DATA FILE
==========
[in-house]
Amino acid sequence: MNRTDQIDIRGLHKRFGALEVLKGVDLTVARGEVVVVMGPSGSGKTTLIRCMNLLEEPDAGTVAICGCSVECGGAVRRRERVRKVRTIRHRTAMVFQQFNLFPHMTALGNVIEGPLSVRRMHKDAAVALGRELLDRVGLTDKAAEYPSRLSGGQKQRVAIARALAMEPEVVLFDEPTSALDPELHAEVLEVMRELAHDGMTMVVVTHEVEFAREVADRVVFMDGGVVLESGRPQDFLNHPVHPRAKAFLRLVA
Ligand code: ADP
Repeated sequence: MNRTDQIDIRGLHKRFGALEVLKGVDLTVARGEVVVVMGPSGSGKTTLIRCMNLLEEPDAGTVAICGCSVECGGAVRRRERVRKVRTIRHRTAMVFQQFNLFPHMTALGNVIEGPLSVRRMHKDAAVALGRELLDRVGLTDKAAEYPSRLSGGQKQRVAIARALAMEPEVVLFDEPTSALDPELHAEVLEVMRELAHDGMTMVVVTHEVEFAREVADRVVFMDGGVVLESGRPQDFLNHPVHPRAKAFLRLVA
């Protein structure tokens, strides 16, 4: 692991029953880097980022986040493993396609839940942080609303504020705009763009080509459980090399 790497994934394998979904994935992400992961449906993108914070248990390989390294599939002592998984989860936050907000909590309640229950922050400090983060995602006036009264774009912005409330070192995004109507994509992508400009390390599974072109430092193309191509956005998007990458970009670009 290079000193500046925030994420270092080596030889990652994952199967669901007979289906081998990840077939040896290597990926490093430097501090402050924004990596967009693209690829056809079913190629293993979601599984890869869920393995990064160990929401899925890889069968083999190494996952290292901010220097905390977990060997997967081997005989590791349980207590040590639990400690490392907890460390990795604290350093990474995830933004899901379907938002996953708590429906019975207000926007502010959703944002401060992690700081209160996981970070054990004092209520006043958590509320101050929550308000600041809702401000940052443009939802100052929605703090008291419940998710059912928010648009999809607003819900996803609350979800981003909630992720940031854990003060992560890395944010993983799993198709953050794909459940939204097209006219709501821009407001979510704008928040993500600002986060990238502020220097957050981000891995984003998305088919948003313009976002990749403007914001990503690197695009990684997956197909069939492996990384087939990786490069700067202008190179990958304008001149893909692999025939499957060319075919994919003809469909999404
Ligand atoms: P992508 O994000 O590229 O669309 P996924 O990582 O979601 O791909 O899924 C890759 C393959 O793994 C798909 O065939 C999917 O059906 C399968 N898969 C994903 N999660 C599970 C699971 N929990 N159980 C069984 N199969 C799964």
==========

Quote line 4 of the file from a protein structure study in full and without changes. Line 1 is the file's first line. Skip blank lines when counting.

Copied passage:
Repeated sequence: MNRTDQIDIRGLHKRFGALEVLKGVDLTVARGEVVVVMGPSGSGKTTLIRCMNLLEEPDAGTVAICGCSVECGGAVRRRERVRKVRTIRHRTAMVFQQFNLFPHMTALGNVIEGPLSVRRMHKDAAVALGRELLDRVGLTDKAAEYPSRLSGGQKQRVAIARALAMEPEVVLFDEPTSALDPELHAEVLEVMRELAHDGMTMVVVTHEVEFAREVADRVVFMDGGVVLESGRPQDFLNHPVHPRAKAFLRLVA